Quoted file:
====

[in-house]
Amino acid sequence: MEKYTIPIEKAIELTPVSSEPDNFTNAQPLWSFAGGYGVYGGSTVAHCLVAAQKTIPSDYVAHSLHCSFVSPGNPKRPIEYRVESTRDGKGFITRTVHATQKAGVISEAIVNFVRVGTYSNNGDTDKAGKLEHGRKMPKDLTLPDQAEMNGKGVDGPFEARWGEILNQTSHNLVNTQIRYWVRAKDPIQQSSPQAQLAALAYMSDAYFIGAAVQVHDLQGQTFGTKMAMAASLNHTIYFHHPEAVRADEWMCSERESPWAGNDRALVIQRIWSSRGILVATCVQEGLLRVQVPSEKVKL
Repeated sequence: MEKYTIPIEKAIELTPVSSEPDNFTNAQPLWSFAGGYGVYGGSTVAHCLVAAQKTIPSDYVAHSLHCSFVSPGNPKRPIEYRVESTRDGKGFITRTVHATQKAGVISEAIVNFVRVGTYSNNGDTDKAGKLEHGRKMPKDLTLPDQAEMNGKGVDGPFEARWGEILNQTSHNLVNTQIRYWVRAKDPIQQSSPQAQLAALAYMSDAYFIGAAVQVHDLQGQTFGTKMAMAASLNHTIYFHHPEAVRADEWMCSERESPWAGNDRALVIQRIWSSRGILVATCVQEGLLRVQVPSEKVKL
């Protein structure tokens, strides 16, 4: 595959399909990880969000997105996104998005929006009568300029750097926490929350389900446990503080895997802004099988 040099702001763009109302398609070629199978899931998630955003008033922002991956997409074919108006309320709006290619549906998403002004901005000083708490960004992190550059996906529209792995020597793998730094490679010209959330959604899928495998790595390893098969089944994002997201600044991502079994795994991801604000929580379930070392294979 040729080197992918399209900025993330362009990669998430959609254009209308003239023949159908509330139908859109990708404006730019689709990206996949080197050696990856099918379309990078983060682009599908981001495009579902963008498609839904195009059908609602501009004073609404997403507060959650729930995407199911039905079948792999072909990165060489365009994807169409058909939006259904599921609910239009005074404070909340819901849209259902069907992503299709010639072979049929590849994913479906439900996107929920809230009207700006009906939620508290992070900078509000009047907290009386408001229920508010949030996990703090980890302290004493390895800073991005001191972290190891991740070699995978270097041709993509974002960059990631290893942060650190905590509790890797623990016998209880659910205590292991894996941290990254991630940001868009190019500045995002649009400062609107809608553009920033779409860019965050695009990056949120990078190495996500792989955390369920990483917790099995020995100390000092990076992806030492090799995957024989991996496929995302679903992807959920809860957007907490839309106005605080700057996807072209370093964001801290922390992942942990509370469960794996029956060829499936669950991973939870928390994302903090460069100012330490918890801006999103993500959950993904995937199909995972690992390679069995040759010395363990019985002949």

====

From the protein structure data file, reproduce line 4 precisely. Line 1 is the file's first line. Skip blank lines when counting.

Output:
């Protein structure tokens, strides 16, 4: 595959399909990880969000997105996104998005929006009568300029750097926490929350389900446990503080895997802004099988 040099702001763009109302398609070629199978899931998630955003008033922002991956997409074919108006309320709006290619549906998403002004901005000083708490960004992190550059996906529209792995020597793998730094490679010209959330959604899928495998790595390893098969089944994002997201600044991502079994795994991801604000929580379930070392294979 040729080197992918399209900025993330362009990669998430959609254009209308003239023949159908509330139908859109990708404006730019689709990206996949080197050696990856099918379309990078983060682009599908981001495009579902963008498609839904195009059908609602501009004073609404997403507060959650729930995407199911039905079948792999072909990165060489365009994807169409058909939006259904599921609910239009005074404070909340819901849209259902069907992503299709010639072979049929590849994913479906439900996107929920809230009207700006009906939620508290992070900078509000009047907290009386408001229920508010949030996990703090980890302290004493390895800073991005001191972290190891991740070699995978270097041709993509974002960059990631290893942060650190905590509790890797623990016998209880659910205590292991894996941290990254991630940001868009190019500045995002649009400062609107809608553009920033779409860019965050695009990056949120990078190495996500792989955390369920990483917790099995020995100390000092990076992806030492090799995957024989991996496929995302679903992807959920809860957007907490839309106005605080700057996807072209370093964001801290922390992942942990509370469960794996029956060829499936669950991973939870928390994302903090460069100012330490918890801006999103993500959950993904995937199909995972690992390679069995040759010395363990019985002949």